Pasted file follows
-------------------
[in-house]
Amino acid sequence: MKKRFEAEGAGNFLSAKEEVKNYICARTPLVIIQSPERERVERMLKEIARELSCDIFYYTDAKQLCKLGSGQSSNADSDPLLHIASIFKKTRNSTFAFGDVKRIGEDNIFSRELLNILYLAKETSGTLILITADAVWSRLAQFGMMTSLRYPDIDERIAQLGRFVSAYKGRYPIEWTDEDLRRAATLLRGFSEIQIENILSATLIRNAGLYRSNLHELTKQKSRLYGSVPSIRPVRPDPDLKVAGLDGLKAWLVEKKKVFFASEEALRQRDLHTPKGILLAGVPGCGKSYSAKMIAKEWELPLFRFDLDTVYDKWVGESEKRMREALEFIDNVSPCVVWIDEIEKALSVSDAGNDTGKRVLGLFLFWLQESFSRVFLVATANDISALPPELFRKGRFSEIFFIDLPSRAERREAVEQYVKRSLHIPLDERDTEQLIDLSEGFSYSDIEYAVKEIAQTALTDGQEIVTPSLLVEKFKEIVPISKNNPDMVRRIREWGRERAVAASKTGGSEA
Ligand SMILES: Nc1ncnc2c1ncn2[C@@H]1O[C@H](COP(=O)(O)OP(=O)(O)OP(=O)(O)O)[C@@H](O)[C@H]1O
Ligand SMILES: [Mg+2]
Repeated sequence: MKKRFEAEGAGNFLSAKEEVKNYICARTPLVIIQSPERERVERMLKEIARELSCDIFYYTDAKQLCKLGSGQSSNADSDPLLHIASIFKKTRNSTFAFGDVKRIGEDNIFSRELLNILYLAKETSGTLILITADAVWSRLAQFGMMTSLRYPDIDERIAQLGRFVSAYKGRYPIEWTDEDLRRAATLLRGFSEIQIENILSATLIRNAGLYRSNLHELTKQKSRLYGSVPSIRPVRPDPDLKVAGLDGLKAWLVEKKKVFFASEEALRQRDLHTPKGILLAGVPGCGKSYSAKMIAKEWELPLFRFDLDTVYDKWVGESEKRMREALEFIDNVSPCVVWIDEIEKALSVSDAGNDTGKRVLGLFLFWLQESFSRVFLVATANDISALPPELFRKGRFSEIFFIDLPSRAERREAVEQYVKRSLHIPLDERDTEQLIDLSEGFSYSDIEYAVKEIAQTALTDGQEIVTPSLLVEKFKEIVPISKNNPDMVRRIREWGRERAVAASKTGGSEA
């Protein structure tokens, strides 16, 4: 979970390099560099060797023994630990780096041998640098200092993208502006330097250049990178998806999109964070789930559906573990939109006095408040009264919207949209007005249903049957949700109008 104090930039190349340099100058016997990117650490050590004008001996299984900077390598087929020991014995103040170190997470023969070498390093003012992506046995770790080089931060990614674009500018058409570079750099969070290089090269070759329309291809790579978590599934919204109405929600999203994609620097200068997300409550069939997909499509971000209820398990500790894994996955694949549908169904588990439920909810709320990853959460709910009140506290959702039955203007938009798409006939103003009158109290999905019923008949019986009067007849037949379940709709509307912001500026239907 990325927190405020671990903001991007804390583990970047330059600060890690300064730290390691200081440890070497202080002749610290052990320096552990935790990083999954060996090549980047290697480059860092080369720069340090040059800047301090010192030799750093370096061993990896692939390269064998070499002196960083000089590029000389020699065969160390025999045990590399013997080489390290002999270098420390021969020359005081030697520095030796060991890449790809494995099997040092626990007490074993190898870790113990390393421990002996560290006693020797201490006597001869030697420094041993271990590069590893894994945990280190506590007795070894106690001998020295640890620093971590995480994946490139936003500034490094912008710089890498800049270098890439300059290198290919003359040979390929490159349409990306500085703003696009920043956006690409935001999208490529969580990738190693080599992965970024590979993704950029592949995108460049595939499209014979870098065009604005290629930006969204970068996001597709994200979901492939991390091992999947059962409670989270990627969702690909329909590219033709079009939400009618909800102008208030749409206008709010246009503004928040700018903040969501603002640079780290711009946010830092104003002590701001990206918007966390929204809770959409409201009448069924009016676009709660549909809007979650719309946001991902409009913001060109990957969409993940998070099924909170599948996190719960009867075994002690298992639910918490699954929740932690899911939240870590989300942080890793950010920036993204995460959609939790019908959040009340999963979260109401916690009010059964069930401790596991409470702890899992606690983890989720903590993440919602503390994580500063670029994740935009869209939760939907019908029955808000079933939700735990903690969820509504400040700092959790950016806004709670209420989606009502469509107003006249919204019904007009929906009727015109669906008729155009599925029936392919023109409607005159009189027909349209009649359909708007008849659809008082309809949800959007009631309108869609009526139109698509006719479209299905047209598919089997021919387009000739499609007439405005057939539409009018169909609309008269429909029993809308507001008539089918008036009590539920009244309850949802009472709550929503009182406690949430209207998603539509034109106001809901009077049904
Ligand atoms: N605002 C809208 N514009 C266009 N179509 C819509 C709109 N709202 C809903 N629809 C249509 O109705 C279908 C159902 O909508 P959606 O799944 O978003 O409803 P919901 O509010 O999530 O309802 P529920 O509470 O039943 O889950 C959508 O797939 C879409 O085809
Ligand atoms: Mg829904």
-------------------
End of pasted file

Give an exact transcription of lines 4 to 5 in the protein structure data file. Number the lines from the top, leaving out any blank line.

Ligand SMILES: [Mg+2]
Repeated sequence: MKKRFEAEGAGNFLSAKEEVKNYICARTPLVIIQSPERERVERMLKEIARELSCDIFYYTDAKQLCKLGSGQSSNADSDPLLHIASIFKKTRNSTFAFGDVKRIGEDNIFSRELLNILYLAKETSGTLILITADAVWSRLAQFGMMTSLRYPDIDERIAQLGRFVSAYKGRYPIEWTDEDLRRAATLLRGFSEIQIENILSATLIRNAGLYRSNLHELTKQKSRLYGSVPSIRPVRPDPDLKVAGLDGLKAWLVEKKKVFFASEEALRQRDLHTPKGILLAGVPGCGKSYSAKMIAKEWELPLFRFDLDTVYDKWVGESEKRMREALEFIDNVSPCVVWIDEIEKALSVSDAGNDTGKRVLGLFLFWLQESFSRVFLVATANDISALPPELFRKGRFSEIFFIDLPSRAERREAVEQYVKRSLHIPLDERDTEQLIDLSEGFSYSDIEYAVKEIAQTALTDGQEIVTPSLLVEKFKEIVPISKNNPDMVRRIREWGRERAVAASKTGGSEA